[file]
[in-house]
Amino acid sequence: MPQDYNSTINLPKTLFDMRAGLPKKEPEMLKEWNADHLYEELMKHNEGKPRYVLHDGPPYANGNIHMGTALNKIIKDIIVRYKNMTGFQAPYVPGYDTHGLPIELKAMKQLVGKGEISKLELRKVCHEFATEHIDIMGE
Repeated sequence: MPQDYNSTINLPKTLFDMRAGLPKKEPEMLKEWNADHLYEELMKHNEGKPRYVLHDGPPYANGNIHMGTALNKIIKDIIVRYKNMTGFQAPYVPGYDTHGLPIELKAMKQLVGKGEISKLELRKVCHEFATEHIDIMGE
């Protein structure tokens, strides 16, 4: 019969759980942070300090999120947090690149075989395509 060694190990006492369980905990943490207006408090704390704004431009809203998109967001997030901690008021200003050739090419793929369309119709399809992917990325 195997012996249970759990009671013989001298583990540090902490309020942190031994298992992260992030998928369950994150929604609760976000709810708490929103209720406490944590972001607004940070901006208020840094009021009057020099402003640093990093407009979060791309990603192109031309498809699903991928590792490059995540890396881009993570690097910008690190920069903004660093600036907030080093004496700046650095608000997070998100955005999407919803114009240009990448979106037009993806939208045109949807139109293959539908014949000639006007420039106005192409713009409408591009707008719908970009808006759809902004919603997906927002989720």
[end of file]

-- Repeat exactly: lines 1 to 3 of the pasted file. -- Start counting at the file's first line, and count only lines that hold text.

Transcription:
[in-house]
Amino acid sequence: MPQDYNSTINLPKTLFDMRAGLPKKEPEMLKEWNADHLYEELMKHNEGKPRYVLHDGPPYANGNIHMGTALNKIIKDIIVRYKNMTGFQAPYVPGYDTHGLPIELKAMKQLVGKGEISKLELRKVCHEFATEHIDIMGE
Repeated sequence: MPQDYNSTINLPKTLFDMRAGLPKKEPEMLKEWNADHLYEELMKHNEGKPRYVLHDGPPYANGNIHMGTALNKIIKDIIVRYKNMTGFQAPYVPGYDTHGLPIELKAMKQLVGKGEISKLELRKVCHEFATEHIDIMGE